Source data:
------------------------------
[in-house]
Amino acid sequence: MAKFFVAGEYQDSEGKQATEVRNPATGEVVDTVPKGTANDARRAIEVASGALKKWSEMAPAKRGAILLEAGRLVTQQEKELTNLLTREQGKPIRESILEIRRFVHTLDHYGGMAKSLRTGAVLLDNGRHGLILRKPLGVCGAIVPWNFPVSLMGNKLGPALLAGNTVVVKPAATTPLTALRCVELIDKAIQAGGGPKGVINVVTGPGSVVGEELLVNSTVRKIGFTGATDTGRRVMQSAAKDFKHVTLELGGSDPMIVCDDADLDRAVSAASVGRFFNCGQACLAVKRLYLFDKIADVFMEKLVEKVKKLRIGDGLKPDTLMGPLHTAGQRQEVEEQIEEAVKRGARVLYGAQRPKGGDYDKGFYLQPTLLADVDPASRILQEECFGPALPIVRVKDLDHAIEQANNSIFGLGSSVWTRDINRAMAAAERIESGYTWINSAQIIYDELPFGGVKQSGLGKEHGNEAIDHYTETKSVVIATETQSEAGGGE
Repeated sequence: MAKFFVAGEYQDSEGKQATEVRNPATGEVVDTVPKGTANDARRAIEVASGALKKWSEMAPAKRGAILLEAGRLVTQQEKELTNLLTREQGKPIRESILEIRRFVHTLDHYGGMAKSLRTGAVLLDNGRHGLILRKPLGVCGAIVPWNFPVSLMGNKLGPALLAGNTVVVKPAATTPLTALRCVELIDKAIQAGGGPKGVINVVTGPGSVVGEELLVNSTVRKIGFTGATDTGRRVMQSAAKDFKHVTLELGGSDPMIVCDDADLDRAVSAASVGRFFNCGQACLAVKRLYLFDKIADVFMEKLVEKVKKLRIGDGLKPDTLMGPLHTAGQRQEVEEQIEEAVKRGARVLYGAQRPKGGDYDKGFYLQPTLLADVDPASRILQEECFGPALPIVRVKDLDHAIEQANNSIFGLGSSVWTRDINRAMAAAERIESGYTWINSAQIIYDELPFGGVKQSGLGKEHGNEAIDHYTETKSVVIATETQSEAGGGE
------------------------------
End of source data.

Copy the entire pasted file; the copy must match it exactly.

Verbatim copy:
[in-house]
Amino acid sequence: MAKFFVAGEYQDSEGKQATEVRNPATGEVVDTVPKGTANDARRAIEVASGALKKWSEMAPAKRGAILLEAGRLVTQQEKELTNLLTREQGKPIRESILEIRRFVHTLDHYGGMAKSLRTGAVLLDNGRHGLILRKPLGVCGAIVPWNFPVSLMGNKLGPALLAGNTVVVKPAATTPLTALRCVELIDKAIQAGGGPKGVINVVTGPGSVVGEELLVNSTVRKIGFTGATDTGRRVMQSAAKDFKHVTLELGGSDPMIVCDDADLDRAVSAASVGRFFNCGQACLAVKRLYLFDKIADVFMEKLVEKVKKLRIGDGLKPDTLMGPLHTAGQRQEVEEQIEEAVKRGARVLYGAQRPKGGDYDKGFYLQPTLLADVDPASRILQEECFGPALPIVRVKDLDHAIEQANNSIFGLGSSVWTRDINRAMAAAERIESGYTWINSAQIIYDELPFGGVKQSGLGKEHGNEAIDHYTETKSVVIATETQSEAGGGE
Repeated sequence: MAKFFVAGEYQDSEGKQATEVRNPATGEVVDTVPKGTANDARRAIEVASGALKKWSEMAPAKRGAILLEAGRLVTQQEKELTNLLTREQGKPIRESILEIRRFVHTLDHYGGMAKSLRTGAVLLDNGRHGLILRKPLGVCGAIVPWNFPVSLMGNKLGPALLAGNTVVVKPAATTPLTALRCVELIDKAIQAGGGPKGVINVVTGPGSVVGEELLVNSTVRKIGFTGATDTGRRVMQSAAKDFKHVTLELGGSDPMIVCDDADLDRAVSAASVGRFFNCGQACLAVKRLYLFDKIADVFMEKLVEKVKKLRIGDGLKPDTLMGPLHTAGQRQEVEEQIEEAVKRGARVLYGAQRPKGGDYDKGFYLQPTLLADVDPASRILQEECFGPALPIVRVKDLDHAIEQANNSIFGLGSSVWTRDINRAMAAAERIESGYTWINSAQIIYDELPFGGVKQSGLGKEHGNEAIDHYTETKSVVIATETQSEAGGGE